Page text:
High levels of land degradation and desertification in the western India, especially Gujarat and Rajasthan, could lead increase the warming levels by 2-3 degrees in the mid-2030s with an increased rainfall intensity, NH Ravindranath, professor Centre for Sustainable Technologies, Indian Institute of Science, Bangalore, said.
He was one of the reviewers for the Intergovernmental Panel on Climate Change (IPCC) special report on ‘Climate change, desertification, land degradation, sustainable land management, food security and greenhouse gas fluxes in terrestrial ecosystems’ released this month.
“This is also stated in the Space Applications Centre (SAC) 2016 report (degradation and desertification). The land degradation and desertification is very high, affecting water supply to communities, agriculture on one hand and food production on the other. It is linked to global climate in many ways. Degradation and desertification means they have increased emission from soil, cutting and overgrazing… The climate change we have been witnessing will get more severe in the coming years,” said Ravindranath on the sidelines of a conference on climate change organised by Ahmedabad University’s Global Centre for Environment and Energy. According to the report, there could be severe floods, high rainfall events similar to what Rajasthan, Kerala and Karnataka witnessed this year. Extreme drought or severe floods are the characteristics of climate change, it said.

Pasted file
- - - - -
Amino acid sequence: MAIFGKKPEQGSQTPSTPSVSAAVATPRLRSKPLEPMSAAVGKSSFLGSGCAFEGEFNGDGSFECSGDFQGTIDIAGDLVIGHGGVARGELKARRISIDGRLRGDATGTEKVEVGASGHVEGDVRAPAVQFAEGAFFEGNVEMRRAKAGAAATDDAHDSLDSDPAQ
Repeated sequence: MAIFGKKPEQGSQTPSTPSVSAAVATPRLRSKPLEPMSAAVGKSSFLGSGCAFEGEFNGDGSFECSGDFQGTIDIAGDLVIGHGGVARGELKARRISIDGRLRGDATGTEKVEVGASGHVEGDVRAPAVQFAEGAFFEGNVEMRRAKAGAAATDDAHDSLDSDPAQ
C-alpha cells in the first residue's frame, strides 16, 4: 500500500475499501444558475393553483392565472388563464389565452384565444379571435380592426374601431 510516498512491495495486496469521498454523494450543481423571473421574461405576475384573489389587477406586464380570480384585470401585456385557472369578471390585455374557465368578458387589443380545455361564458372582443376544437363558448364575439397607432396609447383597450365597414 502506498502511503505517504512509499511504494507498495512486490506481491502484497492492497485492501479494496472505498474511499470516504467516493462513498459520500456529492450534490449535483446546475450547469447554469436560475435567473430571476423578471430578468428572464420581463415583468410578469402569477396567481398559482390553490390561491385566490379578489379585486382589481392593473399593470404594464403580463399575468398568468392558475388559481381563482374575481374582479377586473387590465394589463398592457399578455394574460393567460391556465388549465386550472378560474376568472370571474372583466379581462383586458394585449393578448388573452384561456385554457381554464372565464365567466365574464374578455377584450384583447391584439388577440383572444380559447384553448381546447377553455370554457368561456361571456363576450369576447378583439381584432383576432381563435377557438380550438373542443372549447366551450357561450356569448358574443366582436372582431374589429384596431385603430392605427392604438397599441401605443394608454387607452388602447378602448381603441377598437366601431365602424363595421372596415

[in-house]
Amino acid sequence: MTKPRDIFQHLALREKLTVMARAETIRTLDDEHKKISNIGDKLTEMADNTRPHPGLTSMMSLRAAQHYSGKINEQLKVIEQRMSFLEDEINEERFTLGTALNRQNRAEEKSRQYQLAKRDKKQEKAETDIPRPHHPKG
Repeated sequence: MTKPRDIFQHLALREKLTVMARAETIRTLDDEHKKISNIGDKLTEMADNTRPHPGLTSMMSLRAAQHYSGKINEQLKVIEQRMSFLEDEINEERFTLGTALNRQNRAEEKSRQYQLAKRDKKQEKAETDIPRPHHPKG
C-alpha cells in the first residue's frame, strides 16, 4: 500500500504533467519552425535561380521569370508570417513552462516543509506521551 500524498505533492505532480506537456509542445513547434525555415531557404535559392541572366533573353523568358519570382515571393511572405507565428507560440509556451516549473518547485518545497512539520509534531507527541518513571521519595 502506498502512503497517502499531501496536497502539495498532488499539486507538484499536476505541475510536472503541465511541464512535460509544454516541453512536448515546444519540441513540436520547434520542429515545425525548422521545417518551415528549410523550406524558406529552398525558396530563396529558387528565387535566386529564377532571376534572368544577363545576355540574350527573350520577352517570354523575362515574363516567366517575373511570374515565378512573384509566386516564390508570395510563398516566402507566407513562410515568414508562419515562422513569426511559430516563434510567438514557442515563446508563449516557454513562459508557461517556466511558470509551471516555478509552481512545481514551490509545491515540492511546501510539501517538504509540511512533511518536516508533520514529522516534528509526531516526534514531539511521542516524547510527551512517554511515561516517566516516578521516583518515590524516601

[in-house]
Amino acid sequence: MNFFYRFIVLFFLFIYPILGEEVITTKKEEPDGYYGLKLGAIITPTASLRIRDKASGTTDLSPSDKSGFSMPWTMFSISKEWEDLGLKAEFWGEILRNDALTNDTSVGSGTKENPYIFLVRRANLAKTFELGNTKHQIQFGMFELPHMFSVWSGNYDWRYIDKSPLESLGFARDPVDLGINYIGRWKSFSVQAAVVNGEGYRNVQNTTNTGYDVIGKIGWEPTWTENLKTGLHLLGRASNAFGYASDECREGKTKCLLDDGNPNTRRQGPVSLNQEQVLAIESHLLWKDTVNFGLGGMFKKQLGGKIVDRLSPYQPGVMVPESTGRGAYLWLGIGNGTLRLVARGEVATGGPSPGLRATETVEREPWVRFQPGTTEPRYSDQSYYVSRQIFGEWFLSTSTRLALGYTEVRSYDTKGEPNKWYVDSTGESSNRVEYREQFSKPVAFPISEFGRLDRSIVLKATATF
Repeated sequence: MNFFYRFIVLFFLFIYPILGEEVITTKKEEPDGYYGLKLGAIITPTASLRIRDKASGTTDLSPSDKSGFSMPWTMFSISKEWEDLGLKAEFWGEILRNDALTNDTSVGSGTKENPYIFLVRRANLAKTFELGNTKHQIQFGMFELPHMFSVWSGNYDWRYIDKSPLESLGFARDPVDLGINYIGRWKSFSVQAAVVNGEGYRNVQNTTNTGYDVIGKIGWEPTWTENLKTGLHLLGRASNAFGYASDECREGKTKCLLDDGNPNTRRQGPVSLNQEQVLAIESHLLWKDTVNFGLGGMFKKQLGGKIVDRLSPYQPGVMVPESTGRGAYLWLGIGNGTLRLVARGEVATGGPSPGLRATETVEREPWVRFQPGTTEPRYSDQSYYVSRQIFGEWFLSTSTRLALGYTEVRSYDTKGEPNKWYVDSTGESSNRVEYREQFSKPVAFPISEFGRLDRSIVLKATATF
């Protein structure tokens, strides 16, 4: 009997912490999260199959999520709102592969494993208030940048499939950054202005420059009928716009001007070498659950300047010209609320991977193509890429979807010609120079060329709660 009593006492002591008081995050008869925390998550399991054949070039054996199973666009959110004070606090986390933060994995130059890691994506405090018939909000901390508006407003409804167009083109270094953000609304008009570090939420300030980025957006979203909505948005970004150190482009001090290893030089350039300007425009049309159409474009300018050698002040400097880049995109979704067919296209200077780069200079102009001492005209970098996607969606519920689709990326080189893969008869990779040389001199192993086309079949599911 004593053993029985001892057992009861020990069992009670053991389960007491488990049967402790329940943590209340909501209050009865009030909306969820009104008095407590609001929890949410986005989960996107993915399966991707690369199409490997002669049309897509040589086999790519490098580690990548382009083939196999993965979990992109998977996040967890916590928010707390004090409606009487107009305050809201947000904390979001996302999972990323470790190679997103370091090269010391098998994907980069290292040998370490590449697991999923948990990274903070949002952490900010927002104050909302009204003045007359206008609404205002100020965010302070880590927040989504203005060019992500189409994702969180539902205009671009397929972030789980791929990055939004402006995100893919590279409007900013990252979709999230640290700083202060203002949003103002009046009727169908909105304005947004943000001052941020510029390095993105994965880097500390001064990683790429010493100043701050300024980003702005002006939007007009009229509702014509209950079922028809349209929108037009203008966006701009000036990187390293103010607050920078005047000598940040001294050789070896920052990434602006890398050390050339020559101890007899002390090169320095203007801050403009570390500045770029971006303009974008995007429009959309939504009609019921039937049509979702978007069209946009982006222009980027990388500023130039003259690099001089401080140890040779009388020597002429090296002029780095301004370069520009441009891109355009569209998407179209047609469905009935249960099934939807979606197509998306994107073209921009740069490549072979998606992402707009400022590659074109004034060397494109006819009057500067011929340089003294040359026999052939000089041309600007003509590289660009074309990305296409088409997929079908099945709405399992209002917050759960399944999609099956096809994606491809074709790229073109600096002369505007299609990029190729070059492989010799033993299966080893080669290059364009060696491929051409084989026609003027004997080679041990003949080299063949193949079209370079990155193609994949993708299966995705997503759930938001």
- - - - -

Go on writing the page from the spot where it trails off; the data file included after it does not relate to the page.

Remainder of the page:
“All our modelling styles have revealed that rainfall would increase but it is not a good news as there will be high intensity rainfall events in a short period. For instance, in one day there would be 5 cm rain or flash flood. Even in Rajasthan, 2 cm rain would lead to floods. So increased rainfall is always a bad news leading to floods, damage loss of property cattle and life,” he added.
The earth is already warm by 1.5 degrees and the impact is seen in India and around the world where extreme drought, extreme floods and forest fires are witnessed, the report said. About its impact on agriculture, he said that it is good for agriculture if we get some rainfall in June, some in July and some in August and some in September. But the rainfall pattern has been changing and has become unpredictable.
Suggesting water conservation practices, he said traditional practices like tanka (underground water storage tanks), step wells or even water conservation structures in villages need to be revived.
Another contributing author of the IPCC report, Darshini Mahadevia, visiting professor at Ahmedabad University, stressed on giving land ownership rights to women. “On food security globally, if women own land, we could avoid around 20 per cent hunger deaths,” Mahadevia said. If climate change is to be addressed, women have to kept in the centre as they comprise around 60-70 per cent of the agriculture work force, particularly in developing countries, she said.